Limon at Strasburg in the Class A state championship game in 2018.This
is prep football, too.
High School Activities Association commissioner Rhonda Blanford-Green got fed up Saturday.
She was bothered by the mischaracterization of the organization's
actions tied to the possibility of prep football being played this fall, after all.
To her blunt Twitter post, she appended a July email she sent
to a member of Governor Jared Polils' staff on variances and protocol seemingly proposed to make seasons feasible. In that
e-mail, Blanford-Green mentioned a maximum of 50 participants per roster for outdoor sports -- e.g., football -- and 25-participant
maximums for indoor sports. That, plus 50-percent max of facility capacity, including cheer teams and bands.
At the time, it seemed the only thing that might
fit under an outline from the state was 8-man, one-platoon flag football with no officials (operating on the honor system),
no coaches and no spectators. OK, I'm exaggerating. But not that much. I'm not disagreeing with that position, given the conditions
at the time it was made.
But for more than a week, the CHSAA was operating
under the assumption that those proposed July variance terms as outlined in that email were going to be part of the deal if
the season was moved back to the fall. Then just before the CHSSAA board of directors met last Tuesday night, the governor's
staff / pandemic advisors said that wasn't the case, and the board voted to stick with the current plan for an abbeviated
football season in the spring and for the significantly shoved-back and compressed seasons in other sports as well. (Here's that 2020-21 sports schedule as it stands now.)
The board is made up of representatives
from around the state, so this was a decision made by folks from locales large and small.
The especially curious thing was that a Polils
tweet left the impression the variances had been granted.
It's clear that Blanford-Green and Polis have not been completely on the same
page in discussions that likely will resume Monday. At this point, it's likely that fall football will be approved under whatever
conditions are deemed possible, but there seems to be an unfortunate political component to this.
To summarize: Polis essentially put the onus on the CHSAA, saying schools prepared and able to
play football this fall could go ahead. But the way it played out, it was as if the governor's office and others connected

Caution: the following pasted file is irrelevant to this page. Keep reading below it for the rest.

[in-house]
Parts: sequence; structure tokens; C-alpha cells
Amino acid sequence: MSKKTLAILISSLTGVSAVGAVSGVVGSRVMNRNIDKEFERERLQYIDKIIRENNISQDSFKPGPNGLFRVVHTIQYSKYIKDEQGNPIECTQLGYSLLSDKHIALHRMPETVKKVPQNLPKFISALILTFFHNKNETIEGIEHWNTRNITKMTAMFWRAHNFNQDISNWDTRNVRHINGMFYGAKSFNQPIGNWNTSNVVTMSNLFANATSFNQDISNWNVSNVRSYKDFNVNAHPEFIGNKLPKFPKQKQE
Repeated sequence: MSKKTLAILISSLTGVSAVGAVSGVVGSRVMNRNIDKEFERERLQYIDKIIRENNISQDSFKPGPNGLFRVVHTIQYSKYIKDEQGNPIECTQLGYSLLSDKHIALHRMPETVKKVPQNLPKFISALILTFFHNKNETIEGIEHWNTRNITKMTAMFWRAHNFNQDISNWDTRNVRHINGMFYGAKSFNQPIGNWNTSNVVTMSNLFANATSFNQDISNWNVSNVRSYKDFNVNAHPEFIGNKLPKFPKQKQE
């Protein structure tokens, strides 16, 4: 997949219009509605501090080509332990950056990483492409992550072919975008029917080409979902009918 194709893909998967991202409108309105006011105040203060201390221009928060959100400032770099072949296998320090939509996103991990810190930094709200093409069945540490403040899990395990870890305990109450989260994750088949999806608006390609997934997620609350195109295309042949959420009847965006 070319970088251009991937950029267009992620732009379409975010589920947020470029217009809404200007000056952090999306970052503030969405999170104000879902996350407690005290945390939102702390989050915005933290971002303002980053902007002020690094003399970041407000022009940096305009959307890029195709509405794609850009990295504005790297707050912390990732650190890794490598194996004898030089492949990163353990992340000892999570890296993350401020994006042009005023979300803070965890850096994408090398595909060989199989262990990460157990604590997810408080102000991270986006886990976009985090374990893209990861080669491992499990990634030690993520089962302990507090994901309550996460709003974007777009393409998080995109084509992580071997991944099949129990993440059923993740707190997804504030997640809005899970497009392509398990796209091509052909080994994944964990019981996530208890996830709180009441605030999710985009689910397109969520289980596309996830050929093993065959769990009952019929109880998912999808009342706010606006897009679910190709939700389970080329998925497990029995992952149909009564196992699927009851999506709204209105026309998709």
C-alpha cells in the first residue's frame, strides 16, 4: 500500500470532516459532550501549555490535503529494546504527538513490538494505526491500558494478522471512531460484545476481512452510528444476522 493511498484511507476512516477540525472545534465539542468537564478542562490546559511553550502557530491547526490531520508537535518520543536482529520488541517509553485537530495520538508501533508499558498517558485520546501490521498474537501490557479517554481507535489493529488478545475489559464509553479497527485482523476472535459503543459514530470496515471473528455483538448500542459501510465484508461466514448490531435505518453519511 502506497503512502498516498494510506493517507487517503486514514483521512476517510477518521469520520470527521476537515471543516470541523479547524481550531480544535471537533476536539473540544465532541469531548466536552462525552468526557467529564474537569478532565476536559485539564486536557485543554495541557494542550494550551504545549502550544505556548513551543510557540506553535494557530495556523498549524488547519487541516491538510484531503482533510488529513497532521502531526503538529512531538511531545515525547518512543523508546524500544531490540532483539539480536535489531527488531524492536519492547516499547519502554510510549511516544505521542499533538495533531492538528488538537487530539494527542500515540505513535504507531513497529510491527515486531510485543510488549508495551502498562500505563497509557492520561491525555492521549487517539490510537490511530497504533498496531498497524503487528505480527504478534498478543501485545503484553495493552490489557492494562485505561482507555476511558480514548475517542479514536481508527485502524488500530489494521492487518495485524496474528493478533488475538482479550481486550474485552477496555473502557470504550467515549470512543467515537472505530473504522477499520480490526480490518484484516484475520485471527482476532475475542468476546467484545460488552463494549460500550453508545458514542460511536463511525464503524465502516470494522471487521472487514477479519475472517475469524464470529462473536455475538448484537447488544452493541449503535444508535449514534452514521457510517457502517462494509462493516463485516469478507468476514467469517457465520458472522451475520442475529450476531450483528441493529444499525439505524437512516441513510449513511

to it are saying, "Go ahead" pubicly. Then, "No, you can't do that" in more private discussions about
the specific terms. If a fall prep football season has to be played -- or should be played -- under conditions that
more closely resemble Rockies games than "Friday Night Lights," the schedule should remain as is.
The board's Tuesday vote dashed the hopes of many who had been heartened by the possibility
that fall football might be reinstated. And those football proponents have been vocal in their criticism of the CHSAA, most
notably citing what was perceived to be Polis' clearance.
The maneuvering stinks.
The other issue is whether this, with so much else for the state's governor
to wrestle with and be concerned about, is whether he should be devoting so much time to this. I'm actually one of the many
who believe the first-term governor has done a good job under trying (and that's putting it mildly) circumstances, especially
taking into account the denialist attitude of so many who question his exercises of power. I'm not going to overstate this,
but I get the impression many pushing for fall prep football here downplay the COIVID-19 threat -- and, implicitly, the 196,000
deaths -- and view wearing masks as an unacceptable infringement on personal liberty.
Plus, if the governor and his staff contradict each other
in dealing with the CHSAA, that's unfortunate.
I'm not saying the governor's office shouldn't be part of the discussions and even have the final call, but it's
a matter of prioritization. And Polis and his staff must communicate common messages.
Regardless, reinstating Colorado prep football to the fall would require
the governor and his office to: 1, Grant significant variances. 2, Acknowledge them and stand behind them. 3, Stand up
to those such as bar/business owners who question, "What about us?"
Then if season shuts down after three games, there can't be any finger pointing between
Polis and the CHSAA.
uneasy about changing plans and going back to a fall season. It has been almost comical to hear many who should know better
talking as if the season could open next Friday once a decision is made. Teams would have to go through serious, full-scale
pre-season practices. Schedules would have to be reconfigured for however long a season could be. All the ancillary planning
that goes with a football season has to be done ... again. And that's before you even get to the COVID-19 issue and complications,
including the protocols and testing necessary as part of the reboot.
Other states are doing it? Yes, they are, but they aren't restarting under these conditions,
and anyone getting too cocky about it being the right decision to play in other states is off base. I hope it was the right
decision, for a lot of obvious reaons. But I'm not certain it was.
Finally, this discussion should be devoid of the red herring that Colorado
prep players need to have this fall season to enhance or lock up their scholarship opportunities. If that's marginally true
for a small percentage of players, the bigger concern should be the fall football experience for players and classmates, rather
than in a rushed and compact schedule in early 2021.
Bottom line? I believe Colorado would be better off sticking with its decision to put football
in the spring. But I don't have mountains of current ata and information about how a fall season could be pulled off, either.
The decision should be made in
a reasoned, straightforward process.